I’ve now worked my way through the DIUS select committee report (not with a fine toothcomb, though), and there are some extremely interesting conclusions. You can find the whole thing here, or just trust my reading of it.
The meat starts on p20, which discusses the budget left to STFC from the two councils which preceded it, CCLRC (large facilities) and PPARC (particle physics and astronomy). It is true that neither council had a budget deficit when the merger happened, but the committee remind us that
STFC has been left with a bill for the operating costs of Diamond and ISIS that is £75 million … above the sum that was allocated in its budget following the merger.
Diamond and ISIS are large facilities at Rutherford Appleton Laboratory in Oxfordshire, which are used by scientists from almost all disciplines (but have very little relevance to astronomy). Where to find the money to pay for these operating costs? Back to the committee
it is the former PPARC programmes that have been cut rather than the former CCLRC programmes. In other words, the former PPARC community is being penalised by the merger with CCLRC. This is a situation that the Government had promised would not come about.
But wait, why didn’t anyone notice? Oh…
This was noted by the National Audit Office in January 2007, and therefore the Government should have known and should have acted upon it. The fact that it did not has had unfortunate consequences. We believe that the Government should ensure that its original commitment to leave no legacy funding issues from the previous Councils is honoured.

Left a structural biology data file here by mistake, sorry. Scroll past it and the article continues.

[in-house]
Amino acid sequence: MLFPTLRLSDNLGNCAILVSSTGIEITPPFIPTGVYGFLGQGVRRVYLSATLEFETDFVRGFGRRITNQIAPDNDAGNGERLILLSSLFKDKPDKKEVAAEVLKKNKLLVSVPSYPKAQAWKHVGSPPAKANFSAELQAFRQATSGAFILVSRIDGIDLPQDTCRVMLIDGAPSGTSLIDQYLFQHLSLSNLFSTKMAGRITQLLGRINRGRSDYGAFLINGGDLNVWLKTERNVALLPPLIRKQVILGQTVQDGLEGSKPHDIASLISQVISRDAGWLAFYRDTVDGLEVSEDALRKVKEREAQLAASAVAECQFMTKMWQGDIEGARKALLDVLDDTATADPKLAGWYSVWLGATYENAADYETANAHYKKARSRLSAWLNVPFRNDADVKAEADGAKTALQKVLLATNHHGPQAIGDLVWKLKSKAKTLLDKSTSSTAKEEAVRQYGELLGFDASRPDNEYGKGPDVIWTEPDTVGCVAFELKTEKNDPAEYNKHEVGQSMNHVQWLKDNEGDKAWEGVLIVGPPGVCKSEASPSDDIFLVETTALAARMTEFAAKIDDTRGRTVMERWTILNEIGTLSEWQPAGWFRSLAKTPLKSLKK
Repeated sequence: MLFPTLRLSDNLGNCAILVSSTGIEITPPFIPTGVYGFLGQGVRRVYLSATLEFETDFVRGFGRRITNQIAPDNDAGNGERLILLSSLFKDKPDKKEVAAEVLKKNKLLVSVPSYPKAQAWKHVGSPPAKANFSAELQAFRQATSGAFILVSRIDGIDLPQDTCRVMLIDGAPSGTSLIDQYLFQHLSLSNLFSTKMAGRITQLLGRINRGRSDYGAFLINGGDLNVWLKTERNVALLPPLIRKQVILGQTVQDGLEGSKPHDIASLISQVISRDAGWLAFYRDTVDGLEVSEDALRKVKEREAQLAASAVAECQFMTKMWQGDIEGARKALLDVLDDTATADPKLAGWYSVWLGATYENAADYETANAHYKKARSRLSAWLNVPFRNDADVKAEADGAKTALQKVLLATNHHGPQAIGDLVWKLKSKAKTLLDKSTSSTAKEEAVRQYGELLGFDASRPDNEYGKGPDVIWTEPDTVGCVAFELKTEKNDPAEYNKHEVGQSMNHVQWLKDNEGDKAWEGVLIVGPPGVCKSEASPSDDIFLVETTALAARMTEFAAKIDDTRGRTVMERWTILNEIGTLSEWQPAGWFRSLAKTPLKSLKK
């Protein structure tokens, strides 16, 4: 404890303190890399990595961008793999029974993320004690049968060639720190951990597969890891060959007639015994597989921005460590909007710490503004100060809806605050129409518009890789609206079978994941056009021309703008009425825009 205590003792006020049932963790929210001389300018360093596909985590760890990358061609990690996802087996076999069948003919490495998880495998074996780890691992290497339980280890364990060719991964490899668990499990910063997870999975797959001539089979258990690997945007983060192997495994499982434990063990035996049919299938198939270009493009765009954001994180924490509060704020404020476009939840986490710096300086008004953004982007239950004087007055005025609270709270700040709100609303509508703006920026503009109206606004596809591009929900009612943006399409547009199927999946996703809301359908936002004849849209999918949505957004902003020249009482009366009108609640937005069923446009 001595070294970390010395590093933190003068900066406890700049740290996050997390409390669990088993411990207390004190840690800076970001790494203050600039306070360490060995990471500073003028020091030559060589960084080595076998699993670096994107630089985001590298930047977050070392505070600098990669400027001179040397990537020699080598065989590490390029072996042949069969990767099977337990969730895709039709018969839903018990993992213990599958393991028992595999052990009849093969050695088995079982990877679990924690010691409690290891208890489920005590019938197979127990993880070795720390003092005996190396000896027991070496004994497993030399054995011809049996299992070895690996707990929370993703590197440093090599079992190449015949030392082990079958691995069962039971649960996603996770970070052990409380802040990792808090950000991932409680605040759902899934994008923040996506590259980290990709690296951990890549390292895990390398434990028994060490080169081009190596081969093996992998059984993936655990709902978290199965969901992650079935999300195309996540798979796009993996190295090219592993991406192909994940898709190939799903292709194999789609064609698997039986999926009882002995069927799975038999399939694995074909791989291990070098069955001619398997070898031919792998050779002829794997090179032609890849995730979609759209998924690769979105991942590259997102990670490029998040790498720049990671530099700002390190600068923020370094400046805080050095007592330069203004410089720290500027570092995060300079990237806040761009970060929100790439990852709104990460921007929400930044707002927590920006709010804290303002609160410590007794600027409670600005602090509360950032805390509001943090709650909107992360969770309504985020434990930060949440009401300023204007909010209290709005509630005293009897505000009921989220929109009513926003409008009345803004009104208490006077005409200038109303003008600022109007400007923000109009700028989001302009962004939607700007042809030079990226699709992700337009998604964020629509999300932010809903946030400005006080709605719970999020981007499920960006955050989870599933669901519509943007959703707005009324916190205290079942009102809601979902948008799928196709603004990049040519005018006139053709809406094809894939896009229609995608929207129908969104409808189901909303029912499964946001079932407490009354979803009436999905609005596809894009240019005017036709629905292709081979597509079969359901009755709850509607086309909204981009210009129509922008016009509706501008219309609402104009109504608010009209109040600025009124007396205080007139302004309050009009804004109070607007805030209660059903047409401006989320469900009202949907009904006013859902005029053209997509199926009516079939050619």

Moving on, past headline stuff including a description of the Gemini confusion, we come to the part that resonated most with me. Over to the report again:
Given the anxiety that grant cuts are causing to the physics and astronomy community, we are dismayed that STFC has been attempting to play down the effects of the cuts on the grounds that reductions in future grants are not problematic. We consider cuts to grants that had already been promised a major problem. We urge STFC to take immediate steps to communicate clearly and comprehensively to its research community the impact of its grant cuts.
which echoes what I’ve said before. Those of us in the UK astronomical community are big enough and, god knows, ugly enough to deal with the situation as is if only someone would tell us what was going on.
I wrote earlier about the issue of waiting until the government’s Wakeham review of physics was published in September. The committee were told this was pointless but
We recommend that STFC wait for the results of the Wakeham review before implementing the cuts proposed in the Delivery Plan and that it use this time to consult with its stakeholders.
And that’s it; the conclusion is nasty – calling for substantial changes in the way the STFC is run, and questioning Keith Mason’s ability to carry out these changes. I know that others will jump on these, and who knows, they may be right to do so. It’s a difficult call from my position, but to be honest I don’t care who is in charge. If we can just hang on until the Wakeham review, then the report would have done a great deal of good.
In theory, I’m pleased with the report. It says clearly a lot of things that needed saying, and should help make the picture clearer. But I’m also an hour or so away from the start of my last night on a telescope on Kitt Peak, an observatory I’ve wanted to visit since a trip here helped inspire me to chose an astronomical career, doing excellent science based on the participation of the Galaxy Zoo volunteers. So you’ll forgive me if I stop letting this distract me and get back to what I want to be doing – it is, afterall, what any of us involved in the argument want to be doing.
(Science available at the Galaxy Zoo blog.)